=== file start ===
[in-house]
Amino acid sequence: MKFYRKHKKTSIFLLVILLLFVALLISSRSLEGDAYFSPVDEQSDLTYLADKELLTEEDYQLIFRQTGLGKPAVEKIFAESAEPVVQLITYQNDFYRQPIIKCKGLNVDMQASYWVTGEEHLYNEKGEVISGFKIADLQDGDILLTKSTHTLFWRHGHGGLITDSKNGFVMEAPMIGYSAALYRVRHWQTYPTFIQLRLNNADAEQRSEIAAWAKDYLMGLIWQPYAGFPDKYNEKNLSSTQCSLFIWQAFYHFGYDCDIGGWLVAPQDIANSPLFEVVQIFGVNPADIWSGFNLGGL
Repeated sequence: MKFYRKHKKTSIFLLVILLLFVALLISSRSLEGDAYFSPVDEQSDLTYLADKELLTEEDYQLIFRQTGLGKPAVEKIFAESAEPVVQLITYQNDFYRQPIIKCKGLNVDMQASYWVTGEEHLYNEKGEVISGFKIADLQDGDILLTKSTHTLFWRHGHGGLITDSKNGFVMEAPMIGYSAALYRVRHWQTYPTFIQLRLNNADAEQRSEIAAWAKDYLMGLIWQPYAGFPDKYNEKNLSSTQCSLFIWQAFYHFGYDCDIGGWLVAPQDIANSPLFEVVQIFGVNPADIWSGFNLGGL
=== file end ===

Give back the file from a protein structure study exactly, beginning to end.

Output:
[in-house]
Amino acid sequence: MKFYRKHKKTSIFLLVILLLFVALLISSRSLEGDAYFSPVDEQSDLTYLADKELLTEEDYQLIFRQTGLGKPAVEKIFAESAEPVVQLITYQNDFYRQPIIKCKGLNVDMQASYWVTGEEHLYNEKGEVISGFKIADLQDGDILLTKSTHTLFWRHGHGGLITDSKNGFVMEAPMIGYSAALYRVRHWQTYPTFIQLRLNNADAEQRSEIAAWAKDYLMGLIWQPYAGFPDKYNEKNLSSTQCSLFIWQAFYHFGYDCDIGGWLVAPQDIANSPLFEVVQIFGVNPADIWSGFNLGGL
Repeated sequence: MKFYRKHKKTSIFLLVILLLFVALLISSRSLEGDAYFSPVDEQSDLTYLADKELLTEEDYQLIFRQTGLGKPAVEKIFAESAEPVVQLITYQNDFYRQPIIKCKGLNVDMQASYWVTGEEHLYNEKGEVISGFKIADLQDGDILLTKSTHTLFWRHGHGGLITDSKNGFVMEAPMIGYSAALYRVRHWQTYPTFIQLRLNNADAEQRSEIAAWAKDYLMGLIWQPYAGFPDKYNEKNLSSTQCSLFIWQAFYHFGYDCDIGGWLVAPQDIANSPLFEVVQIFGVNPADIWSGFNLGGL